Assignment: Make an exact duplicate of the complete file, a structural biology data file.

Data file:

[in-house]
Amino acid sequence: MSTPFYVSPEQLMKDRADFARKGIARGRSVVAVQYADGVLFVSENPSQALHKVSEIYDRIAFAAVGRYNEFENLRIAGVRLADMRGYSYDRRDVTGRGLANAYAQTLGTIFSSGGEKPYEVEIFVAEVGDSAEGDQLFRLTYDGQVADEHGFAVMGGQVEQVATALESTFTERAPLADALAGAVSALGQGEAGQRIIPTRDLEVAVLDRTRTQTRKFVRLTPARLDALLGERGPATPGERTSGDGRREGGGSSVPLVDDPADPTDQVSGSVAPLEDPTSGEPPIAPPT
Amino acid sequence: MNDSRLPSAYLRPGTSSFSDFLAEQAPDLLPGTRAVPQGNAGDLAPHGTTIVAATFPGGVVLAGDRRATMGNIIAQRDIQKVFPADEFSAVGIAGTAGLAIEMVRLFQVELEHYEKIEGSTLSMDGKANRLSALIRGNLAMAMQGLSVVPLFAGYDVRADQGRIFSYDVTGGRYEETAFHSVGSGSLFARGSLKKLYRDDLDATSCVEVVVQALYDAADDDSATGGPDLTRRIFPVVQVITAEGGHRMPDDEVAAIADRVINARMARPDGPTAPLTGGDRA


[in-house]
Amino acid sequence: MSTPFYVSPEQLMKDRADFARKGIARGRSVVAVQYADGVLFVSENPSQALHKVSEIYDRIAFAAVGRYNEFENLRIAGVRLADMRGYSYDRRDVTGRGLANAYAQTLGTIFSSGGEKPYEVEIFVAEVGDSAEGDQLFRLTYDGQVADEHGFAVMGGQVEQVATALESTFTERAPLADALAGAVSALGQGEAGQRIIPTRDLEVAVLDRTRTQTRKFVRLTPARLDALLGERGPATPGERTSGDGRREGGGSSVPLVDDPADPTDQVSGSVAPLEDPTSGEPPIAPPT
Amino acid sequence: MNDSRLPSAYLRPGTSSFSDFLAEQAPDLLPGTRAVPQGNAGDLAPHGTTIVAATFPGGVVLAGDRRATMGNIIAQRDIQKVFPADEFSAVGIAGTAGLAIEMVRLFQVELEHYEKIEGSTLSMDGKANRLSALIRGNLAMAMQGLSVVPLFAGYDVRADQGRIFSYDVTGGRYEETAFHSVGSGSLFARGSLKKLYRDDLDATSCVEVVVQALYDAADDDSATGGPDLTRRIFPVVQVITAEGGHRMPDDEVAAIADRVINARMARPDGPTAPLTGGDRA